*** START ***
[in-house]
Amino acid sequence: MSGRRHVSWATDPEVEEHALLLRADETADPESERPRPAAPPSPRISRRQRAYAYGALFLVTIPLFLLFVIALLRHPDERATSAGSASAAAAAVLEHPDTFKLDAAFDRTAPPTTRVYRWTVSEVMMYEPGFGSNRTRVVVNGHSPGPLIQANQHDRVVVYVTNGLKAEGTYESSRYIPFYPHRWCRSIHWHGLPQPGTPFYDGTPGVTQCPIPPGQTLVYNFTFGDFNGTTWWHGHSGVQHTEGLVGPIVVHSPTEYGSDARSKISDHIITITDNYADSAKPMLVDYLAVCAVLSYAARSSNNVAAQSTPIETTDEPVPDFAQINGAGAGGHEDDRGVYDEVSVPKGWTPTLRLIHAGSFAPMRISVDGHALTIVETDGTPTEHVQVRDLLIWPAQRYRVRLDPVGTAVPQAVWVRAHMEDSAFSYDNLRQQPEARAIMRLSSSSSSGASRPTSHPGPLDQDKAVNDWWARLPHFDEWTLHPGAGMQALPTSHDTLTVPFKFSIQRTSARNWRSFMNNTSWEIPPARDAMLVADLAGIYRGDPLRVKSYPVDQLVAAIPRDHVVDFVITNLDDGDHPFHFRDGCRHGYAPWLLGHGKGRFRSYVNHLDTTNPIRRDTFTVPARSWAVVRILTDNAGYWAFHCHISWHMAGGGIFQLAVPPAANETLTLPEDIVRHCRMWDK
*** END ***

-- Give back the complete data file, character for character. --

[in-house]
Amino acid sequence: MSGRRHVSWATDPEVEEHALLLRADETADPESERPRPAAPPSPRISRRQRAYAYGALFLVTIPLFLLFVIALLRHPDERATSAGSASAAAAAVLEHPDTFKLDAAFDRTAPPTTRVYRWTVSEVMMYEPGFGSNRTRVVVNGHSPGPLIQANQHDRVVVYVTNGLKAEGTYESSRYIPFYPHRWCRSIHWHGLPQPGTPFYDGTPGVTQCPIPPGQTLVYNFTFGDFNGTTWWHGHSGVQHTEGLVGPIVVHSPTEYGSDARSKISDHIITITDNYADSAKPMLVDYLAVCAVLSYAARSSNNVAAQSTPIETTDEPVPDFAQINGAGAGGHEDDRGVYDEVSVPKGWTPTLRLIHAGSFAPMRISVDGHALTIVETDGTPTEHVQVRDLLIWPAQRYRVRLDPVGTAVPQAVWVRAHMEDSAFSYDNLRQQPEARAIMRLSSSSSSGASRPTSHPGPLDQDKAVNDWWARLPHFDEWTLHPGAGMQALPTSHDTLTVPFKFSIQRTSARNWRSFMNNTSWEIPPARDAMLVADLAGIYRGDPLRVKSYPVDQLVAAIPRDHVVDFVITNLDDGDHPFHFRDGCRHGYAPWLLGHGKGRFRSYVNHLDTTNPIRRDTFTVPARSWAVVRILTDNAGYWAFHCHISWHMAGGGIFQLAVPPAANETLTLPEDIVRHCRMWDK